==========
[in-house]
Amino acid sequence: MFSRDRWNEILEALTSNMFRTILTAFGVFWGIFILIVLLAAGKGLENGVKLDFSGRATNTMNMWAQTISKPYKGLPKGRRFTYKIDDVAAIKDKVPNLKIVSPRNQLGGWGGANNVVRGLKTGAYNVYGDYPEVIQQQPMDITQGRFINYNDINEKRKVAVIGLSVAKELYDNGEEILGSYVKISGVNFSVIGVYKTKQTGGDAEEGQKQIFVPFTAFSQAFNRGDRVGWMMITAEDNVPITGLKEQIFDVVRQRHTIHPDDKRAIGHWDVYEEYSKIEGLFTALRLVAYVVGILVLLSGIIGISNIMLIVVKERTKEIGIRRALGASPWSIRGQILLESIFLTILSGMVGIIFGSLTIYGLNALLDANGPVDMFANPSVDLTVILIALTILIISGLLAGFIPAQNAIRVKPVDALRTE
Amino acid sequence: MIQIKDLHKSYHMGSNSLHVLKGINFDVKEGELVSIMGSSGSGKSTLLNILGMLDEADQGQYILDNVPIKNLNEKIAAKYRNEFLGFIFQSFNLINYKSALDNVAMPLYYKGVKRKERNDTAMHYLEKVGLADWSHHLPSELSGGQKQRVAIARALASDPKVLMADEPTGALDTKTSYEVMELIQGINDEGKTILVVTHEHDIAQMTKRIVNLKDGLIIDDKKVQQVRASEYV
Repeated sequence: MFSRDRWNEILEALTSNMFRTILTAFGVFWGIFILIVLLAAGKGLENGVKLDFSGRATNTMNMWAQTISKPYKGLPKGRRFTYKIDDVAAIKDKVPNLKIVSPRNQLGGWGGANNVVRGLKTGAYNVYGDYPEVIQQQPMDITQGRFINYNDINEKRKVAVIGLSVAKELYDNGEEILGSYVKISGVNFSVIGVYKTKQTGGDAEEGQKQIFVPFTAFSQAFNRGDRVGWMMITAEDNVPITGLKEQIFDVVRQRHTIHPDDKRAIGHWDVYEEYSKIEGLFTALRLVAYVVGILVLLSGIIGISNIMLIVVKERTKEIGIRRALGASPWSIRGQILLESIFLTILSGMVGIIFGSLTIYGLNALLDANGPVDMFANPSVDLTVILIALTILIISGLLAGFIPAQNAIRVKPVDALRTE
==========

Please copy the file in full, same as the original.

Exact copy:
[in-house]
Amino acid sequence: MFSRDRWNEILEALTSNMFRTILTAFGVFWGIFILIVLLAAGKGLENGVKLDFSGRATNTMNMWAQTISKPYKGLPKGRRFTYKIDDVAAIKDKVPNLKIVSPRNQLGGWGGANNVVRGLKTGAYNVYGDYPEVIQQQPMDITQGRFINYNDINEKRKVAVIGLSVAKELYDNGEEILGSYVKISGVNFSVIGVYKTKQTGGDAEEGQKQIFVPFTAFSQAFNRGDRVGWMMITAEDNVPITGLKEQIFDVVRQRHTIHPDDKRAIGHWDVYEEYSKIEGLFTALRLVAYVVGILVLLSGIIGISNIMLIVVKERTKEIGIRRALGASPWSIRGQILLESIFLTILSGMVGIIFGSLTIYGLNALLDANGPVDMFANPSVDLTVILIALTILIISGLLAGFIPAQNAIRVKPVDALRTE
Amino acid sequence: MIQIKDLHKSYHMGSNSLHVLKGINFDVKEGELVSIMGSSGSGKSTLLNILGMLDEADQGQYILDNVPIKNLNEKIAAKYRNEFLGFIFQSFNLINYKSALDNVAMPLYYKGVKRKERNDTAMHYLEKVGLADWSHHLPSELSGGQKQRVAIARALASDPKVLMADEPTGALDTKTSYEVMELIQGINDEGKTILVVTHEHDIAQMTKRIVNLKDGLIIDDKKVQQVRASEYV
Repeated sequence: MFSRDRWNEILEALTSNMFRTILTAFGVFWGIFILIVLLAAGKGLENGVKLDFSGRATNTMNMWAQTISKPYKGLPKGRRFTYKIDDVAAIKDKVPNLKIVSPRNQLGGWGGANNVVRGLKTGAYNVYGDYPEVIQQQPMDITQGRFINYNDINEKRKVAVIGLSVAKELYDNGEEILGSYVKISGVNFSVIGVYKTKQTGGDAEEGQKQIFVPFTAFSQAFNRGDRVGWMMITAEDNVPITGLKEQIFDVVRQRHTIHPDDKRAIGHWDVYEEYSKIEGLFTALRLVAYVVGILVLLSGIIGISNIMLIVVKERTKEIGIRRALGASPWSIRGQILLESIFLTILSGMVGIIFGSLTIYGLNALLDANGPVDMFANPSVDLTVILIALTILIISGLLAGFIPAQNAIRVKPVDALRTE